|Common Name||North African Houbara|
|Range||northern Africa with a population on the Canary Islands.|
The former Asian subspecies, Chlamydotis undulata macqueenii, has now been split as a full species, MacQueen's bustard, Chlamydotis macqueenii. These two species are the only members of the Chlamydotis genus. The Canarian houbara is the subspecies Chlamydotis undulata fuertaventurae. The dividing line between the two Chlamydotis species is the Sinai peninsula. Based on the rates of divergence of mitochondrial DNA sequences, the two subspecies are thought to have separated from a common ancestor around 20 to 25 thousand years ago. The separation from MacQueen's bustard is older at 430 thousand years ago.
The British Ornithologists' Union's Taxonomic Records Committee's decision to accept this split has been questioned on the grounds that the differences in the male courtship displays may be functionally trivial, and would not prevent interbreeding, whereas a difference in a pre-copulation display would indicate that the two are separate species. The committee responded to this scepticism, by explaining that there are differences in both courtship and pre-copulation displays.
The houbara bustard is a small to mid-sized bustard. It measures 55–65 cm (22–26 in) in length and spans 135–170 cm (53–67 in) across the wings. It is brown above and white below, with a black stripe down the sides of its neck. In flight, the long wings show large areas of black and brown on the flight feathers. It is slightly smaller and darker than MacQueen's bustard. The sexes are similar, but the female, at 66 cm (26 in) tall, is rather smaller and greyer above than the male, at 73 cm (29 in) tall. The body mass is 1.15–2.4 kg (2.5–5.3 lb) in males and 1–1.7 kg (2.2–3.7 lb) in females.
Distribution and Habitat
The houbara bustard is found in North Africa west of the Nile mainly in the western part of the Sahara desert region in Mauritania, Morocco, Algeria, Tunisia, Libya and Egypt. Some old records exist from Sudan. A small population is found in the Canary Islands. The Asian houbara or MacQueen's bustard which was earlier included in this species occurs east of the Sinai Peninsula. The north African species is sedentary unlike the migratory northern populations of MacQueen's bustards.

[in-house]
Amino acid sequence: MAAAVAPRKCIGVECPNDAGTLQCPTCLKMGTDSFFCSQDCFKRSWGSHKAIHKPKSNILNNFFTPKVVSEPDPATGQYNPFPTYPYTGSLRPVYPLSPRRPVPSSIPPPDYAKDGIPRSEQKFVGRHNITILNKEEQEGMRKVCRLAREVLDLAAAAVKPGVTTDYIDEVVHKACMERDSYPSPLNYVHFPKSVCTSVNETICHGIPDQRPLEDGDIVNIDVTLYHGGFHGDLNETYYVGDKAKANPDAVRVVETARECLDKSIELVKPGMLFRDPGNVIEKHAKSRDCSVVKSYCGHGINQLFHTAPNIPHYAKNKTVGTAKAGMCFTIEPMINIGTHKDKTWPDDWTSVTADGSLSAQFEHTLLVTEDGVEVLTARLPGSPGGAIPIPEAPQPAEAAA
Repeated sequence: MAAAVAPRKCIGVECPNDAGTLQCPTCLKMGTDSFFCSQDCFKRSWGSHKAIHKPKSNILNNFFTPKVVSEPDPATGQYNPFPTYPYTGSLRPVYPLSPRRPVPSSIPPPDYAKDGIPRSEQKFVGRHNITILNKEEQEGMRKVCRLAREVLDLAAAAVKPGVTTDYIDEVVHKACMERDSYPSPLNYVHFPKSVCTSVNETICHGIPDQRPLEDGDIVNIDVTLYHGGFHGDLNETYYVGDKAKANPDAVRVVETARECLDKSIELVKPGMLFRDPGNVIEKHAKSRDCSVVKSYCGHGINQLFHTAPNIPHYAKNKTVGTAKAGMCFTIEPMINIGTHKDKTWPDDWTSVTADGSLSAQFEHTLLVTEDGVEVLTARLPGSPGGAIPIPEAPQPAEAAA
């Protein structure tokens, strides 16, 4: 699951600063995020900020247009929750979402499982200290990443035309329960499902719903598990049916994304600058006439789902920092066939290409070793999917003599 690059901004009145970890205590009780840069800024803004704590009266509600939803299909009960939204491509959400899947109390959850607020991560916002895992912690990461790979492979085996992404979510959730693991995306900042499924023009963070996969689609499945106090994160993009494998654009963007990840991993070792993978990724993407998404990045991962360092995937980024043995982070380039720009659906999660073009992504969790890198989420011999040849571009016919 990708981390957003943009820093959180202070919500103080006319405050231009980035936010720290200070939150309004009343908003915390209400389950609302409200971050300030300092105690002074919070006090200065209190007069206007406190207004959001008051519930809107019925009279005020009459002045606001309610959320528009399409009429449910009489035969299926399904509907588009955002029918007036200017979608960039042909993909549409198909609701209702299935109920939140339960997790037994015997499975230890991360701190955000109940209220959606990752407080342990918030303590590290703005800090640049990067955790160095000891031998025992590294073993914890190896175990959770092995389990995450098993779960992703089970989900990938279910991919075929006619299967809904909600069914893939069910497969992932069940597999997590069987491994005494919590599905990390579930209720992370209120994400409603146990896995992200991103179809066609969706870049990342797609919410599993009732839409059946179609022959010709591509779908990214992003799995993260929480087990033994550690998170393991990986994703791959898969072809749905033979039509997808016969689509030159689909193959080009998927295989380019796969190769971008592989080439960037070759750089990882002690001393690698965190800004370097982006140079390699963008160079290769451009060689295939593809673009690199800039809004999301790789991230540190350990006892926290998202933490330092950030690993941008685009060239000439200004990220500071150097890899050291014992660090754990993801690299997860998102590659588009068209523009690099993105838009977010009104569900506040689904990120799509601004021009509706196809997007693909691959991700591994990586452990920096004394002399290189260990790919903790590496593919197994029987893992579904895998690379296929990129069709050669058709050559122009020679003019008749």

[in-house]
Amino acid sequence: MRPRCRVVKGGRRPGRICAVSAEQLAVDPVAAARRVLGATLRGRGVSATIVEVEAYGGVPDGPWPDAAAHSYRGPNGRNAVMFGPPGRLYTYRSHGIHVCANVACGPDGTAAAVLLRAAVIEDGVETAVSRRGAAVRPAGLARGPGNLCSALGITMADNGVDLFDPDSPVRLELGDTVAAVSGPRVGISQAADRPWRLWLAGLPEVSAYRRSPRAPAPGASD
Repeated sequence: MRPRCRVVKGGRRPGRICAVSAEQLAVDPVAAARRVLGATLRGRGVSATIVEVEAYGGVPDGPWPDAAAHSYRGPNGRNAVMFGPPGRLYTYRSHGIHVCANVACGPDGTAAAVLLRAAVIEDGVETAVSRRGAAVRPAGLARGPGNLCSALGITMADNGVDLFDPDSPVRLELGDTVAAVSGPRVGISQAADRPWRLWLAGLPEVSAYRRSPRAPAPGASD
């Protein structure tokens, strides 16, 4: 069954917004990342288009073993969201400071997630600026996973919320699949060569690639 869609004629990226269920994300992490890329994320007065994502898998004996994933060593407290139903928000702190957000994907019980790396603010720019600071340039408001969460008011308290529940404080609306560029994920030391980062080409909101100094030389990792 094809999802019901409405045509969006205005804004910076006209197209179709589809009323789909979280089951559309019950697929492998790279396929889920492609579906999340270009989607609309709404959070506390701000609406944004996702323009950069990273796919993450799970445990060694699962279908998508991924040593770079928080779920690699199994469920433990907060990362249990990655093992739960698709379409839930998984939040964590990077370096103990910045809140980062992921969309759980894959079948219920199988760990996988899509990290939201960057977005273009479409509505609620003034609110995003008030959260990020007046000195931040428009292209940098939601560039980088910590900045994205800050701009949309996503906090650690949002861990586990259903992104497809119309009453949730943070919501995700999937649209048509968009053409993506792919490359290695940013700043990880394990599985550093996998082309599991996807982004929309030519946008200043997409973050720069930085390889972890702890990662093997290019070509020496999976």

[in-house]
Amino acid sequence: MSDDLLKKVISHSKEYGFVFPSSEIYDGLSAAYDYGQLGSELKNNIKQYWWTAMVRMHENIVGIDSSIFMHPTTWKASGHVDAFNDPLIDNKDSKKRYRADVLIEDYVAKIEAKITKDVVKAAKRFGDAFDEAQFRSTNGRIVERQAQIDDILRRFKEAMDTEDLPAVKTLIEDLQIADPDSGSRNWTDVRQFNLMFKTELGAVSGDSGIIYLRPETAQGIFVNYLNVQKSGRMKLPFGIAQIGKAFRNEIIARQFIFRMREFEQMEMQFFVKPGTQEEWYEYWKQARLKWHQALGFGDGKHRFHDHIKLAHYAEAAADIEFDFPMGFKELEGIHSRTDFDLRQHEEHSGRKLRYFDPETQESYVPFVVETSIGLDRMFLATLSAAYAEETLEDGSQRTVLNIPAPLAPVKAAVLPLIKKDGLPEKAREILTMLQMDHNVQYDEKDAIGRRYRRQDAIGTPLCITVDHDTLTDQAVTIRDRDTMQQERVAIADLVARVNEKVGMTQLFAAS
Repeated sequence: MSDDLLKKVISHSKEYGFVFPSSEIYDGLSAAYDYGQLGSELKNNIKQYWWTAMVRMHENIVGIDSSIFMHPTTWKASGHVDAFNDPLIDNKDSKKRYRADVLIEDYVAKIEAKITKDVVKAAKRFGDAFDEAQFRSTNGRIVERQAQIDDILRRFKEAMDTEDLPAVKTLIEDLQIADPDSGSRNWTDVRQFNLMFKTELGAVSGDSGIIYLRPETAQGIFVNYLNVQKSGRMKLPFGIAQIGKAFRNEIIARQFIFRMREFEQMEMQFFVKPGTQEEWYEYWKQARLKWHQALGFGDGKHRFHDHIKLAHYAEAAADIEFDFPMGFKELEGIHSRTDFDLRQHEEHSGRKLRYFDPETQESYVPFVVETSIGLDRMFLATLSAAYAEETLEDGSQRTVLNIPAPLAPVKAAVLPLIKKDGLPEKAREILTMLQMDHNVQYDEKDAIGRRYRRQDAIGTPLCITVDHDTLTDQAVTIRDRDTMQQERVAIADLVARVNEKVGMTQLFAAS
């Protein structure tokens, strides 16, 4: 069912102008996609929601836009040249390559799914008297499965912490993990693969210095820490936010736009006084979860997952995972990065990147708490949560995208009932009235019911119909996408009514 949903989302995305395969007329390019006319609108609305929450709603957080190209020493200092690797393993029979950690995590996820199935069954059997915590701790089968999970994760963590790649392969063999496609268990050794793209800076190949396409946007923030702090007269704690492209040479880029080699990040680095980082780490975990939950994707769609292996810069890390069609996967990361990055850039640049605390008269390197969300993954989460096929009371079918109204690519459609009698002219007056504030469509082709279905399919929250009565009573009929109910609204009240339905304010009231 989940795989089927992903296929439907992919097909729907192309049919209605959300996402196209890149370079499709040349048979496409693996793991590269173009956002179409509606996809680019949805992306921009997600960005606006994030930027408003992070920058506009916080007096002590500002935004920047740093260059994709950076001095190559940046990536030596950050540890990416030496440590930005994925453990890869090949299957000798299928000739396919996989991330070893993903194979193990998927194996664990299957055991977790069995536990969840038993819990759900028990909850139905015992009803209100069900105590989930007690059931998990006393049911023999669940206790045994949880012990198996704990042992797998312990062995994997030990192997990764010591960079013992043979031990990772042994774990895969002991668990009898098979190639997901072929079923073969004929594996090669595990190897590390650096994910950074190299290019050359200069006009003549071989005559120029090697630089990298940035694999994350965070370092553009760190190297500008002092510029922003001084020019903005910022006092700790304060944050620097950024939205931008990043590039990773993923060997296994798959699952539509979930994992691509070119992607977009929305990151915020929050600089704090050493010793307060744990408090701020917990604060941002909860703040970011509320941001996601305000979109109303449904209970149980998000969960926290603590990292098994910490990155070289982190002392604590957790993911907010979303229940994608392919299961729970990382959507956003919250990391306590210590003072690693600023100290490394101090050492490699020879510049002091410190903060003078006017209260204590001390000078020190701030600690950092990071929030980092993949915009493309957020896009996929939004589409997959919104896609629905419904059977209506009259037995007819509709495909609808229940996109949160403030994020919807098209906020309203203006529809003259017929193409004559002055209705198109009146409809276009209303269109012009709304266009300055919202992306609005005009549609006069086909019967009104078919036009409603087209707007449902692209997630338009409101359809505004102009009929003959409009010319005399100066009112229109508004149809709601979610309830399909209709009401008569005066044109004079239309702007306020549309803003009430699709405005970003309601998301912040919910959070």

Like other bustards, this species has a flamboyant display raising the white feathers of the head and neck and withdrawing the head. Two to four eggs are laid on the ground. It hardly ever uses its voice.
This species is omnivorous, taking seeds, insects and other small creatures.
Status and Conservation
Subspecies fuertaventurae of the Canary Islands is highly restricted and endangered. A 1997 survey found a total population of about 500 birds.
Since on the Arabian peninsula, human hunters have almost wiped out the Houbara bustard, North African nations like Tunisia are being visited instead by Saudi princes for the purpose of hunting the bird for its aphrodisiacal (according to myth) flesh. The North African houbara bustard declined in populations in the two decades before 2004, but unlike its near relative the Asian houbara or MacQueen's bustard, has been on the increase since. Although hunted both by falconers and by hunters with guns, the extent is much less than that faced by MacQueen's bustard in the middle east and west Asia.
The International Foundation for Conservation and Development of Wildlife (IFCDW) is a major conservation and breeding project established with funds from Prince Sultan Bin Abdul Aziz Al Saud and based near Agadir, Morocco. The centre releases captive bred populations to boost wild populations. Similar projects breed MacQueen's bustards using artificial insemination are also carried out in the United Arab Emirates.